I had a great time at the Atlanta Writers Conference Book Fair. It’s been awhile since I’ve attended a conference in-person. It’s always inspiring to see so much creativity on display.
To that point, I met several caregivers at the Book Fair who shared their personal caregiving stories with me. If you are on the fence about writing about your caregiving experience, I would encourage you to try, even if it’s in a personal journal and not for public consumption. Doing so can be a cathartic experience. You may find that you do have lessons to share that would benefit other caregivers. If so, there are many self-publishing platforms available, in addition to the traditional publishing route.
Understandably, while you are an active caregiver, you likely will not have time to work on a book project. I scribbled down notes, quotes, scenes, anything that I thought I might want to revisit in written form later. Sometimes having a bit of distance can help in framing an experience in a balanced way, but capturing those visceral images in real-time was important for me. I published The Reluctant Caregiver 2 years after my mother’s death and 6 years after my father’s death. Of course if you’ve been following my blog from the beginning you know I began The Memories Project within weeks after my father’s death. At the time I thought I would mainly be writing about my father’s journey with Alzheimer’s but then my mother fell ill. By the end of my caregiving journey with my parents, I had a variety of experiences and lessons to share.
No doubt you will too.
[To give you inspiration, check out the recording of Poetry for the Dementia Journey, a poetry reading event hosted by AlzAuthors. At about the 37-minute mark, you can hear a poem I shared about my father.]
Whenever I come across realistic, compassionate depictions of the dementia experience I like to share them here. Paul Romero Mendez, the filmmaker behind a short film named “Ruth” reached out to me recently. His moving film was released in 2021. The film depicts a woman with dementia who is lost in her own home. Highlighting this experience is very important, because while remaining in the family home can offer those with dementia the comfort of familiarity, the disease may strip away the very memories that makes the home feel meaningful and safe.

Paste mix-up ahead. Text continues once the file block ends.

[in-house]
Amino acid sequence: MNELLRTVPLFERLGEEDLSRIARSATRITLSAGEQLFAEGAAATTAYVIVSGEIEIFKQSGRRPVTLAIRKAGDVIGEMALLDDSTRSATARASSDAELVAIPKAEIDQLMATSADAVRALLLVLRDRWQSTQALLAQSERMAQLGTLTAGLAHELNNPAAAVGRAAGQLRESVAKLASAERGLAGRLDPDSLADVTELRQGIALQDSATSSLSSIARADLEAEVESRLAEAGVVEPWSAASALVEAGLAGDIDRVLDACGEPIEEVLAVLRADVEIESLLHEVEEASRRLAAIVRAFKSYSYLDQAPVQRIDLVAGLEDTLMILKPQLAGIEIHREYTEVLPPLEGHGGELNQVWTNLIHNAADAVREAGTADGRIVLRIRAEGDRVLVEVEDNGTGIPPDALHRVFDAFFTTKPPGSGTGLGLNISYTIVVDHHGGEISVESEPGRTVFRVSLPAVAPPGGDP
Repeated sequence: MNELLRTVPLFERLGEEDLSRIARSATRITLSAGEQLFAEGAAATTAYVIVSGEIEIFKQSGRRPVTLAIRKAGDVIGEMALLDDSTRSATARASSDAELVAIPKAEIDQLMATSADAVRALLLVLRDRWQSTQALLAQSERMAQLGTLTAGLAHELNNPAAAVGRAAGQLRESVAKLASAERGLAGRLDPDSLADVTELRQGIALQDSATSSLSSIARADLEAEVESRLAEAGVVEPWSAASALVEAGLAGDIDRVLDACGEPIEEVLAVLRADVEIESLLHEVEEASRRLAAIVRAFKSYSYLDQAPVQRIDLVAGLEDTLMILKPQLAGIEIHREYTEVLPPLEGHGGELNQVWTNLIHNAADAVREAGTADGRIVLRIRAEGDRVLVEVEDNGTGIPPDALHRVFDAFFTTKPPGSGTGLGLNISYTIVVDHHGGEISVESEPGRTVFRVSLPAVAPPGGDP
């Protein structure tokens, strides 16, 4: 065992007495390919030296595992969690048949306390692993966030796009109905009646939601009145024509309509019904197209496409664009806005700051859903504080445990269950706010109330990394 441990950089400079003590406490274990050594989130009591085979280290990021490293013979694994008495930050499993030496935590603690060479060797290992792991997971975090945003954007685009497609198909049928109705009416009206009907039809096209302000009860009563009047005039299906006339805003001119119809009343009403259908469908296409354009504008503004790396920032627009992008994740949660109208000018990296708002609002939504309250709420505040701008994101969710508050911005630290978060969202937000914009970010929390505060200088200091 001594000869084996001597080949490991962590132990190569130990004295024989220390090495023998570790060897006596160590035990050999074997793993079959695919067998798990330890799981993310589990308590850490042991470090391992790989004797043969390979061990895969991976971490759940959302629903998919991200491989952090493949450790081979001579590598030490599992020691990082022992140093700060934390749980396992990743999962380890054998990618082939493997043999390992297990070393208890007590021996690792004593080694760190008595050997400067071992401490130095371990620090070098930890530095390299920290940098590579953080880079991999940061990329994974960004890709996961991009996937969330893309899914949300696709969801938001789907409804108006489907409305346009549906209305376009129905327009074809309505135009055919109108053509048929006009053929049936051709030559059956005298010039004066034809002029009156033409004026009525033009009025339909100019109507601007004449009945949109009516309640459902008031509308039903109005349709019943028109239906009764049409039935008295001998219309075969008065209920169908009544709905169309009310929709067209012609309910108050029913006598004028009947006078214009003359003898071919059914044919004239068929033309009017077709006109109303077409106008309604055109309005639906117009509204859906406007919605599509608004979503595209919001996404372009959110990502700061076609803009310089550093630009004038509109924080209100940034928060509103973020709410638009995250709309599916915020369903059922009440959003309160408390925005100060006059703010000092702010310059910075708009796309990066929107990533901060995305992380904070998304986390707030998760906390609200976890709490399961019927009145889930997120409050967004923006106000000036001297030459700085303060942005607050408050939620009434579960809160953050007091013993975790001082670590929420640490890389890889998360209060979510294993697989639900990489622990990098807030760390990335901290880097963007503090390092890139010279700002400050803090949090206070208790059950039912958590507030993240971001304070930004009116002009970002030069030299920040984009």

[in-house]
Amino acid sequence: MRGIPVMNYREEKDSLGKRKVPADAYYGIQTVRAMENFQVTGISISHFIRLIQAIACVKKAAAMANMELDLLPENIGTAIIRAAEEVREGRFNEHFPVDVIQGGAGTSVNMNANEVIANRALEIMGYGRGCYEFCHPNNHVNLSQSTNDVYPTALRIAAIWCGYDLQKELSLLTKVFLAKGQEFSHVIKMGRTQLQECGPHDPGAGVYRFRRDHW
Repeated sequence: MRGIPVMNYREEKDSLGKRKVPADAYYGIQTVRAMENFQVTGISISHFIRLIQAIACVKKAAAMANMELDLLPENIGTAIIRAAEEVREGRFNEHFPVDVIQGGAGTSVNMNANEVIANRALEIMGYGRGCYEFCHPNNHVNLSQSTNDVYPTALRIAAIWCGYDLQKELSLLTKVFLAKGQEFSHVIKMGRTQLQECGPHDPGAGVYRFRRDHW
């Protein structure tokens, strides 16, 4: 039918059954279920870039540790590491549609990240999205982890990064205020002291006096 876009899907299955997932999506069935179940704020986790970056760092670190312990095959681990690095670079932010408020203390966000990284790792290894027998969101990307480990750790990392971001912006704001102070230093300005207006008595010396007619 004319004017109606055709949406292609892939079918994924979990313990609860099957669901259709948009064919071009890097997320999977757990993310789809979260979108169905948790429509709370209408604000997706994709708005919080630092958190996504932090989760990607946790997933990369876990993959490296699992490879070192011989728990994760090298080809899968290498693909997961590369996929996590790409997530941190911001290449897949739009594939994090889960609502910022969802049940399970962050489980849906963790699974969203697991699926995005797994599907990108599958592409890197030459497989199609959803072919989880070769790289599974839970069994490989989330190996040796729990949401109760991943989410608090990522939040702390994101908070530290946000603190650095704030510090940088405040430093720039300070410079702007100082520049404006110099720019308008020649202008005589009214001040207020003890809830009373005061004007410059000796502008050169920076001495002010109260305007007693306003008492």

Many of us who have had cared for loved ones with dementia have had to confront the dreaded request to “go home.” But home may not be what you think. If your loved one is in a memory care center, maybe it is their last home, but it could be their childhood home. Time doesn’t necessarily move in a linear fashion for those with dementia. One minute they may be back in their childhood, the next a young adult, and the next to the current time. My father often asked to go home when he was in the memory care center, but he also talked about going home to Northern Ireland to be with his sisters. So I don’t believe home was the condo in Ruidoso where my parents retired. Home may not be a fixed place in the way we think of it, but a feeling of love and contentment.
The film was shot in a single take, so the audience can understand better the swirling cloud of confusion that those with dementia may contend with on a daily basis. It’s a powerful depiction, filmed with compassion. You can watch the film below. (This is a different short film from the one I posted about in January, which is also called Ruth.)
This month, AARP released a report: Valuing the Invaluable 2023 Update. While no one has to tell caregivers how much free labor they provide while caring for their loved ones, it does help to calculate a value for caregiving work and have a well-known organization like AARP broadcast how much economic value caregivers provide.
In 2021, approximately 38 million Americans spent 36 billion hours caring for adults with a range of health conditions.
The estimated economic value of that care is $600 billion.
60 percent of caregivers juggle a full- or part-time job and care.
40 percent of caregivers say juggling a job and caregiving duties is their biggest and most emotionally stressful challenge.
30 percent of caregivers are “sandwich caregivers” caring for two generations at the same time.
Caregivers come from diverse populations and an individual’s culture informs their caregiving experience.
In addition to the findings, the AARP report made several recommendations. The AARP advocates for the passage of caregiver support legislation and strengthening paid family leave, offering caregiver tax credits, expanding respite care options and making sure caregivers are part of their loved one’s care plan.